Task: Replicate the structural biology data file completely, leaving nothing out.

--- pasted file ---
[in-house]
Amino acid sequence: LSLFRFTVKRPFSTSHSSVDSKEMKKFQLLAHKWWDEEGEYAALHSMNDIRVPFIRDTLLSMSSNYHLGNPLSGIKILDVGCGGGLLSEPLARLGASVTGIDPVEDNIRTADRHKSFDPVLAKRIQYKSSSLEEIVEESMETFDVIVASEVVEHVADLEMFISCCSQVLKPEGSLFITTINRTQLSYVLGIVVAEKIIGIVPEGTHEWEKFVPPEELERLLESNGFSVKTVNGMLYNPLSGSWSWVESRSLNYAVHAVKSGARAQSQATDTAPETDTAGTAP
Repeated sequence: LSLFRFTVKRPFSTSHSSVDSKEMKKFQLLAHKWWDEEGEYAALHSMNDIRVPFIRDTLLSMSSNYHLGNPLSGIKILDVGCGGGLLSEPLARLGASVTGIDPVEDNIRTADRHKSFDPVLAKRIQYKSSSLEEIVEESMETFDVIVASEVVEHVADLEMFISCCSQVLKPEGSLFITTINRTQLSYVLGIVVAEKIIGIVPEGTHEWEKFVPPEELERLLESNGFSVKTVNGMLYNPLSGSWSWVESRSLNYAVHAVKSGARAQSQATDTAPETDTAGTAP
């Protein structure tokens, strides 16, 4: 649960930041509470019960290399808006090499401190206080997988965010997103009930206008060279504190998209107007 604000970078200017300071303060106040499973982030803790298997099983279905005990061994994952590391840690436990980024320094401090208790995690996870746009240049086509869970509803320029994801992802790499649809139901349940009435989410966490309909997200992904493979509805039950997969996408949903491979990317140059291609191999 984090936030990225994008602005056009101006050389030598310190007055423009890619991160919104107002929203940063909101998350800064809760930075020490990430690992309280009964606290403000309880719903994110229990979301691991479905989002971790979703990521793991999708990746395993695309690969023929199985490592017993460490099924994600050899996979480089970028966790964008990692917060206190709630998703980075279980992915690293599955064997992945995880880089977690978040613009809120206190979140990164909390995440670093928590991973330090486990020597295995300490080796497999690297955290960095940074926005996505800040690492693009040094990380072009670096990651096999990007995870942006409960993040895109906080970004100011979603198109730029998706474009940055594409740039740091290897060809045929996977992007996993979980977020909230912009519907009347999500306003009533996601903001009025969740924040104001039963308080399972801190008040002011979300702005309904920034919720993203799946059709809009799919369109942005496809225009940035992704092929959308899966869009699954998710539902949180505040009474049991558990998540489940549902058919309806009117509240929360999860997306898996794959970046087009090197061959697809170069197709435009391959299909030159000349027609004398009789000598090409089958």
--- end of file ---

[in-house]
Amino acid sequence: LSLFRFTVKRPFSTSHSSVDSKEMKKFQLLAHKWWDEEGEYAALHSMNDIRVPFIRDTLLSMSSNYHLGNPLSGIKILDVGCGGGLLSEPLARLGASVTGIDPVEDNIRTADRHKSFDPVLAKRIQYKSSSLEEIVEESMETFDVIVASEVVEHVADLEMFISCCSQVLKPEGSLFITTINRTQLSYVLGIVVAEKIIGIVPEGTHEWEKFVPPEELERLLESNGFSVKTVNGMLYNPLSGSWSWVESRSLNYAVHAVKSGARAQSQATDTAPETDTAGTAP
Repeated sequence: LSLFRFTVKRPFSTSHSSVDSKEMKKFQLLAHKWWDEEGEYAALHSMNDIRVPFIRDTLLSMSSNYHLGNPLSGIKILDVGCGGGLLSEPLARLGASVTGIDPVEDNIRTADRHKSFDPVLAKRIQYKSSSLEEIVEESMETFDVIVASEVVEHVADLEMFISCCSQVLKPEGSLFITTINRTQLSYVLGIVVAEKIIGIVPEGTHEWEKFVPPEELERLLESNGFSVKTVNGMLYNPLSGSWSWVESRSLNYAVHAVKSGARAQSQATDTAPETDTAGTAP
């Protein structure tokens, strides 16, 4: 649960930041509470019960290399808006090499401190206080997988965010997103009930206008060279504190998209107007 604000970078200017300071303060106040499973982030803790298997099983279905005990061994994952590391840690436990980024320094401090208790995690996870746009240049086509869970509803320029994801992802790499649809139901349940009435989410966490309909997200992904493979509805039950997969996408949903491979990317140059291609191999 984090936030990225994008602005056009101006050389030598310190007055423009890619991160919104107002929203940063909101998350800064809760930075020490990430690992309280009964606290403000309880719903994110229990979301691991479905989002971790979703990521793991999708990746395993695309690969023929199985490592017993460490099924994600050899996979480089970028966790964008990692917060206190709630998703980075279980992915690293599955064997992945995880880089977690978040613009809120206190979140990164909390995440670093928590991973330090486990020597295995300490080796497999690297955290960095940074926005996505800040690492693009040094990380072009670096990651096999990007995870942006409960993040895109906080970004100011979603198109730029998706474009940055594409740039740091290897060809045929996977992007996993979980977020909230912009519907009347999500306003009533996601903001009025969740924040104001039963308080399972801190008040002011979300702005309904920034919720993203799946059709809009799919369109942005496809225009940035992704092929959308899966869009699954998710539902949180505040009474049991558990998540489940549902058919309806009117509240929360999860997306898996794959970046087009090197061959697809170069197709435009391959299909030159000349027609004398009789000598090409089958």